As I was saying yesterday before being interrupted, Canadian car racer James Hinchcliffe of Oakville will test an Indy car for the legendary Newman-Haas IndyCar team at Sebring, Fla., on Dec. 13 and 14.
If the test is successful, and sponsorship negotiations with a major Canadian corporation go as expected, Hinchcliffe would drive for the team in the IZOD Indy Car Series, which includes the Honda Indy Toronto, in 2011.
Hinchcliffe, 23, finished second this season in the Firestone Indy Lights Series behind France’s J.K. Vernay, winning races in Long Beach, Edmonton and Chicago. Previously, he raced in Formula Atlantic.
In addition to his second-place finish in the Lights championship, Hinchcliffe was awarded an additional prize to celebrate his accomplishments of 2010 — the Greg Moore Legacy Award.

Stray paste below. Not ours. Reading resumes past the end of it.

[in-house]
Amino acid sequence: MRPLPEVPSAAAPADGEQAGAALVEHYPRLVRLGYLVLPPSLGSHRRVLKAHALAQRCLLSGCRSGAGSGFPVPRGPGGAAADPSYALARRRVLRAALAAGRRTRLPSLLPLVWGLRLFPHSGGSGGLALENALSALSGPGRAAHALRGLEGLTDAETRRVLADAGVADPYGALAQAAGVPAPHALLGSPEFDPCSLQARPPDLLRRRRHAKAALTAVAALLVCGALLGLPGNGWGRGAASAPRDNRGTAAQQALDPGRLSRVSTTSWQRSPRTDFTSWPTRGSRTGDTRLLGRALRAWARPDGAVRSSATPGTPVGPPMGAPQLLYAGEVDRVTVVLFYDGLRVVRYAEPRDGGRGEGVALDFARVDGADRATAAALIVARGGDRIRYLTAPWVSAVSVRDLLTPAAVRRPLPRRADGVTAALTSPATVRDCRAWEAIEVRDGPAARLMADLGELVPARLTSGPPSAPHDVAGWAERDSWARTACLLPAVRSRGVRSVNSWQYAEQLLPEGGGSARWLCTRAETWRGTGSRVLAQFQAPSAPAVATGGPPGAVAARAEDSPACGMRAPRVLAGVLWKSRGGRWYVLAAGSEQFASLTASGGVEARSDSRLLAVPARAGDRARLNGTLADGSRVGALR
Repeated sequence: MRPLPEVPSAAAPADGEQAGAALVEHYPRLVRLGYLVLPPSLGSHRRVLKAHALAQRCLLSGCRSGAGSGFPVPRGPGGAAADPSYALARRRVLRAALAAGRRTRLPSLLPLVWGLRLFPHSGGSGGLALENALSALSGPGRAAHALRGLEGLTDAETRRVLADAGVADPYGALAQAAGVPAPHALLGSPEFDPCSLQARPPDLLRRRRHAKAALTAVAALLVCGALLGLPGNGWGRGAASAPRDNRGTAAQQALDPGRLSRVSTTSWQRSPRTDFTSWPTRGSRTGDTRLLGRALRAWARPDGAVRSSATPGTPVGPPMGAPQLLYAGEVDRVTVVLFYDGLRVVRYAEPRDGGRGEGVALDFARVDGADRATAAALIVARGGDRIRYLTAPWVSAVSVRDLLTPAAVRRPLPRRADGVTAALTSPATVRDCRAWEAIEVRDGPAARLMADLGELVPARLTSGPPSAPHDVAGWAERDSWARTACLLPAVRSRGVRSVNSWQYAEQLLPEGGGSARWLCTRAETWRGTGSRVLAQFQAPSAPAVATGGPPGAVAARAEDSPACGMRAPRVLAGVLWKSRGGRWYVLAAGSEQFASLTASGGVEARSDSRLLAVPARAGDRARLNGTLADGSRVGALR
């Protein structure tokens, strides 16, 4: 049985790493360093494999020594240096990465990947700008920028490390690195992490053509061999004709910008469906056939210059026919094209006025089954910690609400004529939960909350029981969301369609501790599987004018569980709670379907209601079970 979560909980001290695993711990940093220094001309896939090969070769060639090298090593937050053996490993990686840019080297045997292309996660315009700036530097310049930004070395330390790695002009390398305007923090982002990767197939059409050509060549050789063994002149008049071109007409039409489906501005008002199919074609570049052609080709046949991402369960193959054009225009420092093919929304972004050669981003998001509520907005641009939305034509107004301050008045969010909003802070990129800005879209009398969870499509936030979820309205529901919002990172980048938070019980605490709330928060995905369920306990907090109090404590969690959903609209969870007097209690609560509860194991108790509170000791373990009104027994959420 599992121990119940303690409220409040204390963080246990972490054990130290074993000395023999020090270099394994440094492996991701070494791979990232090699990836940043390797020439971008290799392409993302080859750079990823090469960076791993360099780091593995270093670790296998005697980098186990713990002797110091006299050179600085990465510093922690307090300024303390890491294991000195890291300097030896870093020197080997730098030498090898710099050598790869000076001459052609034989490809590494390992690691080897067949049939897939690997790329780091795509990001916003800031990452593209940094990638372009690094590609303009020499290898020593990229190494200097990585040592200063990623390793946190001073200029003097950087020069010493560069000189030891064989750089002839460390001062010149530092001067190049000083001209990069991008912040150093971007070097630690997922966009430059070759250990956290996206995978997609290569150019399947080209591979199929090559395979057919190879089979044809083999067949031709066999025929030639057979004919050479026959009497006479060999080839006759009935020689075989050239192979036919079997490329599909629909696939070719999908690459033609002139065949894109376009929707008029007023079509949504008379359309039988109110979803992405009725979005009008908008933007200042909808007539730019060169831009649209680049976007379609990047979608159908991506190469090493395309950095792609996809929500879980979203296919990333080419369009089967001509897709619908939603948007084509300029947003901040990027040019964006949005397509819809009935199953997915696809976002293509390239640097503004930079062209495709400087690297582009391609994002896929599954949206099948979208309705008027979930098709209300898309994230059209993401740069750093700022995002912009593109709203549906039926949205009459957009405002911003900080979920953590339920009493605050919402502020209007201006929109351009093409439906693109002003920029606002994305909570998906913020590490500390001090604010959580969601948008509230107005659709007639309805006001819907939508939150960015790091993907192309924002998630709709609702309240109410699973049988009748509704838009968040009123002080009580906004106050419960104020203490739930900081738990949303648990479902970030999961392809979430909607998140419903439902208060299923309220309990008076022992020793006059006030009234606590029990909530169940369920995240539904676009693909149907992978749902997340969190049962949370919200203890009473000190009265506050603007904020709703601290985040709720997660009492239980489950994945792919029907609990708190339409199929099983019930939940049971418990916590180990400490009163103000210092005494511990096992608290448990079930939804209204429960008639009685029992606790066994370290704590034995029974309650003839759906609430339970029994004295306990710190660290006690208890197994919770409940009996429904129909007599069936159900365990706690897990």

The Moore award, named in honour of Canadian auto racer Greg Moore who was killed in 1999, is traditionally given to a driver who best typifies Moore’s legacy of outstanding talent on track, as well as displaying a dynamic personality with fans, the media and the racing community.
Said the Oakville racer: “It’s tough to put into words what that award means to me. Greg Moore was my hero growing up, and still is today. He was such a good racecar driver, but on top of that he was just an incredible person. To have my name attached to an award that bears his is something that’s very special.”
If Hinchcliffe signs to drive for Newman-Haas, which was founded in the early 1980s by Chicago businessman Carl Haas and the late actor Paul Newman, he will be in select company. Over the years, the team has employed top drivers of the calibre of Nigel Mansell, Mario Andretti, Sebastien Bourdais and Paul Tracy.
It would also signal a changing of the Indy car guard with younger Canadian drivers like Hinchcliffe being given the opportunity to race in the top series.